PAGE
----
Today’s highlight would undoubtedly be lunch with Miguel at the private restaurant, prior to that Torres organized an impressive tour around the facilities. Wine tour experiences vary enormously, often a surly PR or bored export manger quickly shows you around the winery, offers you the latest vintage and then smiles sweetly and tells you to sod off. Torres visitors, however, are showed a film, given an extensive tour of the winemaking facilities and vineyards and then offered a tasting of the Torres flagship wines. There is even a sample vineyards showing every variety and the various means of training and trellising vines. Various exhibits highlight how much Torres are committed to sustainability and eco-friendly practices, in 2011 they were awarded a Lifetime Achievement award for their environmentally friendly practices. Not tree-huggers, but definitely an examples for others to follow.

By now very eager to taste, we sampled a broad range of wines, of which the highlights were the Milmanda Chardonnay and Torres Rioja, which at under 10 euros is a steal. The Torres portfolio is very extensive, look out for Atrium, a plummy, ripe Merlot, Fransola, a good Sauvignon blanc and Gran Coronas, a blend of Cabernet Sauvignon and Tempranillo, Spain’s signature red grape variety.

After the tasting, I enjoyed a fantastic lunch with the Export managers Toni and Miguel, a softly spoken charming man who dresses like an English country gentleman, who was obviously very accustomed to being interrogated by a journalist. The conversation and wine flowed, Miguel may be one of Spain’s most famous wine entrepreneurs but he has a relaxed, almost child-like manner and insatiable curiosity–fluent in German and has now taken up Japanese. Positive about the firm future, he nonetheless was anxious about that ever present topic of conversation, climate change.

Torres have recently purchased vineyards in an area known as Tremp, high altitude sites that offer cooler growing conditions in the wake of scorching 2011 vintage. He admits with a candour that is very much the mark of this man, that eventually many sites in Penedes may be unsuitable for grape growing and typically has thought ahead. A considerable portion of the fruit for his Pinot Noir, Mas Borras actually comes from high altitude vineyards in the Costers del Segre region despite being labelled as Penedes Pinot Noir–global warming strikes again.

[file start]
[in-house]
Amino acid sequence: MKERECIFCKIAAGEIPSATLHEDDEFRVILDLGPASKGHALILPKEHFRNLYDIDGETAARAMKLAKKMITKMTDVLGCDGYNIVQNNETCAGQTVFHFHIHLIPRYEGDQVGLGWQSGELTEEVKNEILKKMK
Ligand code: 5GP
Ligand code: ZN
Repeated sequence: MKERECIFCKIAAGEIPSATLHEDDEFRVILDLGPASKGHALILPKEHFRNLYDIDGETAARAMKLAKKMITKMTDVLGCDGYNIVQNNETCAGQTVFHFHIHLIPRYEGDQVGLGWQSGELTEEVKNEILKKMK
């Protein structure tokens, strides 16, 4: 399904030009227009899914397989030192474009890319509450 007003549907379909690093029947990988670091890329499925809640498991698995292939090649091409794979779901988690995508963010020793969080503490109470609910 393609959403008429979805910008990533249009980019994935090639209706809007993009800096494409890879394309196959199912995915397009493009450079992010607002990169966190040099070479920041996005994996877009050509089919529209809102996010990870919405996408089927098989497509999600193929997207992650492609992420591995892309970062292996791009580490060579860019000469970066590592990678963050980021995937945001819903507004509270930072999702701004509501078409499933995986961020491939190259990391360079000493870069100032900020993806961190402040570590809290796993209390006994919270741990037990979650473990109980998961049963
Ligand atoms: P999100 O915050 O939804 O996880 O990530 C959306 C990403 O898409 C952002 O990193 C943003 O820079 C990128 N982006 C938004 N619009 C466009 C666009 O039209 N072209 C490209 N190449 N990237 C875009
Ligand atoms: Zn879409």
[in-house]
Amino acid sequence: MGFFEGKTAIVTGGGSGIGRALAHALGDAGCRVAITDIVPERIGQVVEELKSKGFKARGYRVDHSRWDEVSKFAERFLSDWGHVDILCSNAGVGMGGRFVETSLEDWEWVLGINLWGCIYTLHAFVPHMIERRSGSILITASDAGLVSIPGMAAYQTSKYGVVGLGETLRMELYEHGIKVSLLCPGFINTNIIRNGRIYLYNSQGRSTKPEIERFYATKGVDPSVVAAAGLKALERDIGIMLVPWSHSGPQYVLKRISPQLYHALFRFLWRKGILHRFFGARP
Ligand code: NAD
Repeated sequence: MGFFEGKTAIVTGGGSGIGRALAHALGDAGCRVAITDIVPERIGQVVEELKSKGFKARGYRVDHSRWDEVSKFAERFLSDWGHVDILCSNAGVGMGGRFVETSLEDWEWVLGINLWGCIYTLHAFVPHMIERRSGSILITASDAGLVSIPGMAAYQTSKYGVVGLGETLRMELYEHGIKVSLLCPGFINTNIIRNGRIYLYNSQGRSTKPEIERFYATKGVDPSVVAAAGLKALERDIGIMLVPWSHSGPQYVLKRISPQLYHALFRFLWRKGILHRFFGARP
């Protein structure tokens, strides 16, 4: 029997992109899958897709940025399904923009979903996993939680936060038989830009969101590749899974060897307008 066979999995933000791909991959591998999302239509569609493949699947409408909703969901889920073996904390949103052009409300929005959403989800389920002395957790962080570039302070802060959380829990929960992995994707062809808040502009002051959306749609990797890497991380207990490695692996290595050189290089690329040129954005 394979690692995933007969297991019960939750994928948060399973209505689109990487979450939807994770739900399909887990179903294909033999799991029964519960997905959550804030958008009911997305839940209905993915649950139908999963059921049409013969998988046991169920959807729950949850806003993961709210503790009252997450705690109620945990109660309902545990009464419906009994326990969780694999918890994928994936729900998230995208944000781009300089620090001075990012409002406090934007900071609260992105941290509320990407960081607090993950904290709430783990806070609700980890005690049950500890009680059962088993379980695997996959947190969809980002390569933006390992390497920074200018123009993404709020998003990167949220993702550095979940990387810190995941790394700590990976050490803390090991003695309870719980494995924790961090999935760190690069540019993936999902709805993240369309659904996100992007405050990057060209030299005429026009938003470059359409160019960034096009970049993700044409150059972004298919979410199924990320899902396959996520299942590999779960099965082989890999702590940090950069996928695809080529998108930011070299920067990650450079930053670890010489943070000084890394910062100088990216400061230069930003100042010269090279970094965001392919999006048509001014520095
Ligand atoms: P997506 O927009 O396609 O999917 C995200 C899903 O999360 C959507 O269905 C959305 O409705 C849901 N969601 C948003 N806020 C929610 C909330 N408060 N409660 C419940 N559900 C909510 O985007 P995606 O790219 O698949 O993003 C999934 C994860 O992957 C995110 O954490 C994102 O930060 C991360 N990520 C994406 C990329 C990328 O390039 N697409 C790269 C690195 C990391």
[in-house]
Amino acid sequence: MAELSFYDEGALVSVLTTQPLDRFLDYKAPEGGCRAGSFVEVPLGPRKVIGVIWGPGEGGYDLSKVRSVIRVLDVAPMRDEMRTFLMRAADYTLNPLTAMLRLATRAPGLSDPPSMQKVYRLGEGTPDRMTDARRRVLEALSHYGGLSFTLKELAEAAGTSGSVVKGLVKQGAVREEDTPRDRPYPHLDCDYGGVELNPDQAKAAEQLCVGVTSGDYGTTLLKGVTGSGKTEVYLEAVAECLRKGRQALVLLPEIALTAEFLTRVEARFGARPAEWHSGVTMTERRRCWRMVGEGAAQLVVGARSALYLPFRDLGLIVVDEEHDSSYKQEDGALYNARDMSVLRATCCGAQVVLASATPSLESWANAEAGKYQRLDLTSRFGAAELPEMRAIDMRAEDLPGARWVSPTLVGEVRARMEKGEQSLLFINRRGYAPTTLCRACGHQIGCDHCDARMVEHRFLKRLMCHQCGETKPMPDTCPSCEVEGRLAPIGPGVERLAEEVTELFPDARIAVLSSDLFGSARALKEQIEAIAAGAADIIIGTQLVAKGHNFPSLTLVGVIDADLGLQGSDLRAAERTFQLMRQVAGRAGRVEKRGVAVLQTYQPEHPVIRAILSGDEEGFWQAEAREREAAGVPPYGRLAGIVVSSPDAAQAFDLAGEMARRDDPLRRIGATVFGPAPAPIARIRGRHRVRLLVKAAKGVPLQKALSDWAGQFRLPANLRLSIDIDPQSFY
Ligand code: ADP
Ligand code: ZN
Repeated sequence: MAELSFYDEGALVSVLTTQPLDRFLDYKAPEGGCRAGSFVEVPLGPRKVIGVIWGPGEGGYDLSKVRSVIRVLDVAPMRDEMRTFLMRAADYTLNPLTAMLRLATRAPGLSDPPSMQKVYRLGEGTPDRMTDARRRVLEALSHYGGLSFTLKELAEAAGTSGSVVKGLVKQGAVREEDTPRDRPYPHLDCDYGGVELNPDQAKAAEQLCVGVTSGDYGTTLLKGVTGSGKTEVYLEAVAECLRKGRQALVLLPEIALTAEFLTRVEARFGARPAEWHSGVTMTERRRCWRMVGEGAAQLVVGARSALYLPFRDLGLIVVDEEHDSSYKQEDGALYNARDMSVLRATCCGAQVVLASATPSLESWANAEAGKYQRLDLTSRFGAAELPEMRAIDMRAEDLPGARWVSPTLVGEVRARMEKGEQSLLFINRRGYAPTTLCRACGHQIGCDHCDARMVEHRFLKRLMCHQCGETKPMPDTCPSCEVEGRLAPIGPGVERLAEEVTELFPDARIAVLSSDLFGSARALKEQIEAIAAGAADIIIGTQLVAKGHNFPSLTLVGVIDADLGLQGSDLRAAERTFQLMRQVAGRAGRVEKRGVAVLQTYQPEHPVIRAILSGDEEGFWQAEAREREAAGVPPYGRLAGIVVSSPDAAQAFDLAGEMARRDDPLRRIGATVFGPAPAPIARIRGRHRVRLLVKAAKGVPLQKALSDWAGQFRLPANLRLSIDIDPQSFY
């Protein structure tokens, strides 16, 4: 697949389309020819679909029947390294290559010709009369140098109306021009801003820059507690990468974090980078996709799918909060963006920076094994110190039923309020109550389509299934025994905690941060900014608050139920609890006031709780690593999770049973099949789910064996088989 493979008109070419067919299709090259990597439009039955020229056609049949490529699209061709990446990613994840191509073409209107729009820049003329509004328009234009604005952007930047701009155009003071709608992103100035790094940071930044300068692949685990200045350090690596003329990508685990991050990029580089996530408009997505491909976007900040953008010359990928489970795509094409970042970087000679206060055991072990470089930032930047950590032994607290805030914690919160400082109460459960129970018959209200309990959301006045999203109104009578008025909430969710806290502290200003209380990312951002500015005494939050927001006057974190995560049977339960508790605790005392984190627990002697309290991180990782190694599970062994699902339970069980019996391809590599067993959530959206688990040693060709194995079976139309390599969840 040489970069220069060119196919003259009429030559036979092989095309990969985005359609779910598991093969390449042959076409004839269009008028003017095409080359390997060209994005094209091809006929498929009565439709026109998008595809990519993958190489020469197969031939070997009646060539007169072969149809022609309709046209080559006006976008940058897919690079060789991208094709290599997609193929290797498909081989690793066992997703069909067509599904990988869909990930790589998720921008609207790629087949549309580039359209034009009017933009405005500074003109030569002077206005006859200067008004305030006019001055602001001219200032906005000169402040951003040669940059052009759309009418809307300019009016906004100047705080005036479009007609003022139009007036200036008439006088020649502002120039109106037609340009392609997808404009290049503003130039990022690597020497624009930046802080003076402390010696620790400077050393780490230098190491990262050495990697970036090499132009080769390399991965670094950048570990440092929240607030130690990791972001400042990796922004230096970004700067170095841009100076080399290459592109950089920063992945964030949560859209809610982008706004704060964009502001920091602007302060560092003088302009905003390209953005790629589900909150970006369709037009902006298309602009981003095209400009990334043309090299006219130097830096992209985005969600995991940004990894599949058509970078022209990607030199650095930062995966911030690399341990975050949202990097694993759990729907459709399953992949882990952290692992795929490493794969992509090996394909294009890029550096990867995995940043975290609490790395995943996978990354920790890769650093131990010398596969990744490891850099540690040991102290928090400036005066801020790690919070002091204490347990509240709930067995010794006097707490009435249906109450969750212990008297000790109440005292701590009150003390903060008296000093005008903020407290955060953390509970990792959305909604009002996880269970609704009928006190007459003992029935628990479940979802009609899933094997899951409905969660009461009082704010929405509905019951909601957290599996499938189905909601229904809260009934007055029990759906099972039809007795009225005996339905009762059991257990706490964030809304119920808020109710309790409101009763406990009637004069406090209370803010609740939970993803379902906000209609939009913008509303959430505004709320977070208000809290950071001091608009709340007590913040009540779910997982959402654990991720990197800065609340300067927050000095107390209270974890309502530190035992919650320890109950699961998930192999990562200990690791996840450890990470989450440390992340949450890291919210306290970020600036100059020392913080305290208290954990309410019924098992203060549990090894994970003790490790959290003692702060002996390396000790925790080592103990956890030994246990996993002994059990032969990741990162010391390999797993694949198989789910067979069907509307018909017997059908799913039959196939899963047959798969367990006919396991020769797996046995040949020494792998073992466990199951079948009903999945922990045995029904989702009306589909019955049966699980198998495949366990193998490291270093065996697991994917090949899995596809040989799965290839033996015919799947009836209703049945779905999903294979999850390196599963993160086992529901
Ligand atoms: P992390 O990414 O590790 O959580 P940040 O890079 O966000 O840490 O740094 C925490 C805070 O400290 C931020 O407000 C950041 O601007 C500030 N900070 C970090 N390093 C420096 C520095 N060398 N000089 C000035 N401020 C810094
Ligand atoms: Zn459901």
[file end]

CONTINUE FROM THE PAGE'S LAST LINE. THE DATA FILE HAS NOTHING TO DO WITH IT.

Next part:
As a final treat, he opened several vintages of the famed Mas La Plana Cabernet Sauvignon, the 1982 was astonishing in its complexity. I thanked my hosts for a great couple of hours and returned to my hotel in Barcelona only slightly drunk. Must learn to spit and not swallow!

Catch Part Two next week–possibly Barcelona’s best restaurant and paying a visit to the King of Cava.

Editor's Note: Have a question or comment? Leave a message in the comments below.

James LawrenceJames Lawrence is a self confessed wine obsessive, passionate about discovering and promoting the lesser known wines and wine regions of the world. He is a frequent contributor to decanter.com and runs an interactive, community led wine forum, thewineremedy.com In 2004, he went to study in Bilbao, Northern Spain. Luckily for him, the famous wine region of Rioja was just over an hour away by car. He began to spend a great deal of time there, visiting the wineries in Rioja and speaking to local wine makers. Their passion for the subject and their pride in the wines was infectious. He began to realise what an amazing subject wine is and how wide and complex the world of wine could be. Subsequently James moved into wine retail while finishing his degree, and was hooked. James also enjoys food and travel writing - he lives for Italian and Thai cuisine!